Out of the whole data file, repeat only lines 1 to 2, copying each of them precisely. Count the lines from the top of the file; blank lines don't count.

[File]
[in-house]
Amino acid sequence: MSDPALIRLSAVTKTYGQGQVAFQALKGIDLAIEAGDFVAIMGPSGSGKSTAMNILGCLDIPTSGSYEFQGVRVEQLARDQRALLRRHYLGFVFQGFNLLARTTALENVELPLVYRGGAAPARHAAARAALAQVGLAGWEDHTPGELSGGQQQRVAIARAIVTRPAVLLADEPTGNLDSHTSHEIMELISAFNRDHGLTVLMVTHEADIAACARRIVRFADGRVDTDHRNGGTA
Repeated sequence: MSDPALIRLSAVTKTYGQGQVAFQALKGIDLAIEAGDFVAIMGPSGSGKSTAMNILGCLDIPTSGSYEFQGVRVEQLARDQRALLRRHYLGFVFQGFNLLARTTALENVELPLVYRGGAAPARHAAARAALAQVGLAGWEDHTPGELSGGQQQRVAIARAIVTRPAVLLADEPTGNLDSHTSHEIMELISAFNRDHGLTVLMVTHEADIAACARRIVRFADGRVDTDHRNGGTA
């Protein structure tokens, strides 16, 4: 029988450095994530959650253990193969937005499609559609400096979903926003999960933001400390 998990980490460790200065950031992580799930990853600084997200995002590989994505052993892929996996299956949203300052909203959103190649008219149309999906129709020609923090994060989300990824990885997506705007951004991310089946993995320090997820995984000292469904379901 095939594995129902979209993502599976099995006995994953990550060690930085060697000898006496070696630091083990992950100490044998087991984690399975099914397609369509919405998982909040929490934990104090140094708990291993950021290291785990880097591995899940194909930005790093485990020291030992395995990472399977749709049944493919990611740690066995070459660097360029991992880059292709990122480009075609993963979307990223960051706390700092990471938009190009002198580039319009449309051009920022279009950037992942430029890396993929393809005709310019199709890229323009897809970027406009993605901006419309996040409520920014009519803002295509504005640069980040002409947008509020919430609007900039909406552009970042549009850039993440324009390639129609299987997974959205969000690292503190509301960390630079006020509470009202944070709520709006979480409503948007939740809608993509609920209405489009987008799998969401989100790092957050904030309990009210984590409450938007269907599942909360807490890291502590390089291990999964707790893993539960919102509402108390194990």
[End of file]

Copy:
[in-house]
Amino acid sequence: MSDPALIRLSAVTKTYGQGQVAFQALKGIDLAIEAGDFVAIMGPSGSGKSTAMNILGCLDIPTSGSYEFQGVRVEQLARDQRALLRRHYLGFVFQGFNLLARTTALENVELPLVYRGGAAPARHAAARAALAQVGLAGWEDHTPGELSGGQQQRVAIARAIVTRPAVLLADEPTGNLDSHTSHEIMELISAFNRDHGLTVLMVTHEADIAACARRIVRFADGRVDTDHRNGGTA